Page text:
Instead of focusing on cyber threats, Canadian security services need to devote more attention to the traditional forms of influence peddling employed by Beijing.

Instead of focusing on cyber threats, Canadian security services need to devote more attention to the traditional forms of influence peddling employed by Beijing.

Similarly, evidence emerged in September 2014 that the Chinese consulate in Toronto was sending Chinese students to Chinese-language only households and telling residents which candidates the consulate wanted voters to choose, according to former CSIS senior manager, Michel-Juneau Katsuya. China’s use of embassies and consulates to orchestrate United Front efforts is seen by their ties to various Chinese civil society and university student organizations, which can be mobilized to express displeasure in Canada’s civil sphere on behalf of Beijing, as seen by the protests undertaken against the shuttering of Confucius Institutes in Toronto.

China’s focus on the Chinese-Canadian community makes this group particularly vulnerable to Beijing’s influence peddling efforts. As such, “Canada must do it utmost to protect Canadians of Chinese origin, who are full citizens in their own right, against efforts by the CCP [Chinese Communist Party] to weaponize them and use them against our democratic institutions,” argues Cole. Going forward, the key test in countering these efforts will be whether the Canadian government can effectively reach out to Chinese-Canadians and harness their language skills, understanding of the Chinese government and dislike of the CCP to inoculate Canadian democracy from this threat.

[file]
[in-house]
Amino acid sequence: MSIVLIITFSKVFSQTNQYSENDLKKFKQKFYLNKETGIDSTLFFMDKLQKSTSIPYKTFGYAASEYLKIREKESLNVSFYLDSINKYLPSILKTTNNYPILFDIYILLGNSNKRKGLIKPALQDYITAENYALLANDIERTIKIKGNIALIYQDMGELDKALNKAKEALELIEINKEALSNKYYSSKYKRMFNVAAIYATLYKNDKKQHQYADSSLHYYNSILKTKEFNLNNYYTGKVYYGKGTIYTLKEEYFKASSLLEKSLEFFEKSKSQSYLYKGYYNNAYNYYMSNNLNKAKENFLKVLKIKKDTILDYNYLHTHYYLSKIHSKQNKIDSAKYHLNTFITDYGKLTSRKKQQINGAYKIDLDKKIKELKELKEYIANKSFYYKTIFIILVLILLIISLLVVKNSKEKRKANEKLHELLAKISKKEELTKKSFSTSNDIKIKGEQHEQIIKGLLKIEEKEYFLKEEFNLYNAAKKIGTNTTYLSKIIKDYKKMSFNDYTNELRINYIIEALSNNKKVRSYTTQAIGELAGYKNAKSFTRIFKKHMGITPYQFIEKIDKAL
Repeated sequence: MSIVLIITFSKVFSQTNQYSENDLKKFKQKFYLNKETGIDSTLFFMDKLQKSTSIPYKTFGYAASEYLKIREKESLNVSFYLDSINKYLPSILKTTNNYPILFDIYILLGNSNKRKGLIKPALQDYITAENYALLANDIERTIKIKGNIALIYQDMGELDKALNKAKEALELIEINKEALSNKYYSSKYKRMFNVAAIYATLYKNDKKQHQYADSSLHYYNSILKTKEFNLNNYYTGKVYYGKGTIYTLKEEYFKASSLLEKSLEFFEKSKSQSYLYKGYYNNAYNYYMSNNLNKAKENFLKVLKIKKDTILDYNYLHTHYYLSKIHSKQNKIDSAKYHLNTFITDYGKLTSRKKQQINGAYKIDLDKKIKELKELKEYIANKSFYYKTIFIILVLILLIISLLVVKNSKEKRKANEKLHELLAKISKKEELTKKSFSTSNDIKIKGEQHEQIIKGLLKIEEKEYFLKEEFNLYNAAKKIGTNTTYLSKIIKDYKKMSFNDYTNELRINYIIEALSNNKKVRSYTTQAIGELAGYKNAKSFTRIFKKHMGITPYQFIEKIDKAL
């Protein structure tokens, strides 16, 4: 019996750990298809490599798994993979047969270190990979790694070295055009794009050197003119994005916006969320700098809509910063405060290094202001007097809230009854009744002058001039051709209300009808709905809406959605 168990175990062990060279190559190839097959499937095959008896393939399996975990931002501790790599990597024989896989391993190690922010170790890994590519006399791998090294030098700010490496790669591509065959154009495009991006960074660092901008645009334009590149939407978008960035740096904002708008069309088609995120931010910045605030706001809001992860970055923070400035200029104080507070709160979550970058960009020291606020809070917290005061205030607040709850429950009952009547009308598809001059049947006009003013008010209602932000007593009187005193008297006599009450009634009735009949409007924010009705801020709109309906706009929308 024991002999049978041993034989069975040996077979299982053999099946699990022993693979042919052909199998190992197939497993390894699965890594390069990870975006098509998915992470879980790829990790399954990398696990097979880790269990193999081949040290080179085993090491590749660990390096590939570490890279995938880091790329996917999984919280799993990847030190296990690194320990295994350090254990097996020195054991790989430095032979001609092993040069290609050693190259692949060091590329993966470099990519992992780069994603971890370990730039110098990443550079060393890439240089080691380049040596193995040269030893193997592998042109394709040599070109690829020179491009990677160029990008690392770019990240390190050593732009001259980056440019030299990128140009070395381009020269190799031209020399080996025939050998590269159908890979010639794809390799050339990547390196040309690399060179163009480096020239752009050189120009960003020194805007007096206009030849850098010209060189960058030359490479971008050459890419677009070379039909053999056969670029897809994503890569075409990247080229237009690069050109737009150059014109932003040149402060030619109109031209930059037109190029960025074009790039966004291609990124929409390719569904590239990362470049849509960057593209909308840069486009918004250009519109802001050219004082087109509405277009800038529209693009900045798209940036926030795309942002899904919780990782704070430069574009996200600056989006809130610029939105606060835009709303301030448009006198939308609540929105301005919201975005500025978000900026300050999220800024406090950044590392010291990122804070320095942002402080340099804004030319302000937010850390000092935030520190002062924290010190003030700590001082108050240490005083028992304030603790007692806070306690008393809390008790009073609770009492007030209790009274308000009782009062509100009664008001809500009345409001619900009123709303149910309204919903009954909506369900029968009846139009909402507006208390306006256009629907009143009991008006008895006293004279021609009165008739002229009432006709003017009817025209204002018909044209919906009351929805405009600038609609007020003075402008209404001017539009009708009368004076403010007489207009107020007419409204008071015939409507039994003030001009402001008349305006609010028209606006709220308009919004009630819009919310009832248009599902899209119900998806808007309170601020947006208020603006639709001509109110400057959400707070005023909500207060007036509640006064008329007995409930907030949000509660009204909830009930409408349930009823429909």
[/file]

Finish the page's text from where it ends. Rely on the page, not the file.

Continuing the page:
Beijing’s man in Ontario

Cooperating with and empowering the Chinese-Canadian community is an important priority for Ottawa, but it only counters one facet of Chinese influence in Canada. The second threat to Canadian democracy is the network of pro-China elites and politicians in Canada which Beijing has carefully nurtured for many years. The ties between some Canadian government representatives and China have already raised suspicions, as seen by the firestorm unleashed by comments made by former CSIS director Richard Fadden in a talk at the Royal Canadian Military Institute in 2010. As chronicled by Jonathan Manthorpe in Claws of the Panda: Beijing’s Campaign of Influence & Intimidation in Canada, during this event, Fadden stated that “there are several municipal politicians in British Columbia and in at least two other provinces there are ministers of the Crown who we think are under at least general influence of a foreign government.”